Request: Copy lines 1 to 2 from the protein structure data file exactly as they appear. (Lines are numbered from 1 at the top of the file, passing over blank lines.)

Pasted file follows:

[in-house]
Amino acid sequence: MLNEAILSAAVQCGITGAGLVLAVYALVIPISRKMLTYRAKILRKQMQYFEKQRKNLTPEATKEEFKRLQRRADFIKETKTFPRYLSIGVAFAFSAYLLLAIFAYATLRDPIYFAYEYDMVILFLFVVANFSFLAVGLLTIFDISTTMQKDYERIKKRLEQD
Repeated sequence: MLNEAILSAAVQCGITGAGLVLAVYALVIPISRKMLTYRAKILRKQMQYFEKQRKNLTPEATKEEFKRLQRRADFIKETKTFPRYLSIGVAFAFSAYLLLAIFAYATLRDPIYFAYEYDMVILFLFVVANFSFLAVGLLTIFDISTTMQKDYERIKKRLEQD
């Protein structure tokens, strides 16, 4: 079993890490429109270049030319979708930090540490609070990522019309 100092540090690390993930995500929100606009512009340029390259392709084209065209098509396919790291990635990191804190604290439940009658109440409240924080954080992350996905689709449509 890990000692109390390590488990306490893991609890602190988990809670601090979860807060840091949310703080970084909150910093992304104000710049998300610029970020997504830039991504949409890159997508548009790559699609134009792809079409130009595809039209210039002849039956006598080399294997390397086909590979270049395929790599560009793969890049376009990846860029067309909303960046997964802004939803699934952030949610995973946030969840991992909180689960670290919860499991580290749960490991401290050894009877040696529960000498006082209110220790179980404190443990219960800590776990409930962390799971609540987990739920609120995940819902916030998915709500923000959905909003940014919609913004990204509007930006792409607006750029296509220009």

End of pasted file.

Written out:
[in-house]
Amino acid sequence: MLNEAILSAAVQCGITGAGLVLAVYALVIPISRKMLTYRAKILRKQMQYFEKQRKNLTPEATKEEFKRLQRRADFIKETKTFPRYLSIGVAFAFSAYLLLAIFAYATLRDPIYFAYEYDMVILFLFVVANFSFLAVGLLTIFDISTTMQKDYERIKKRLEQD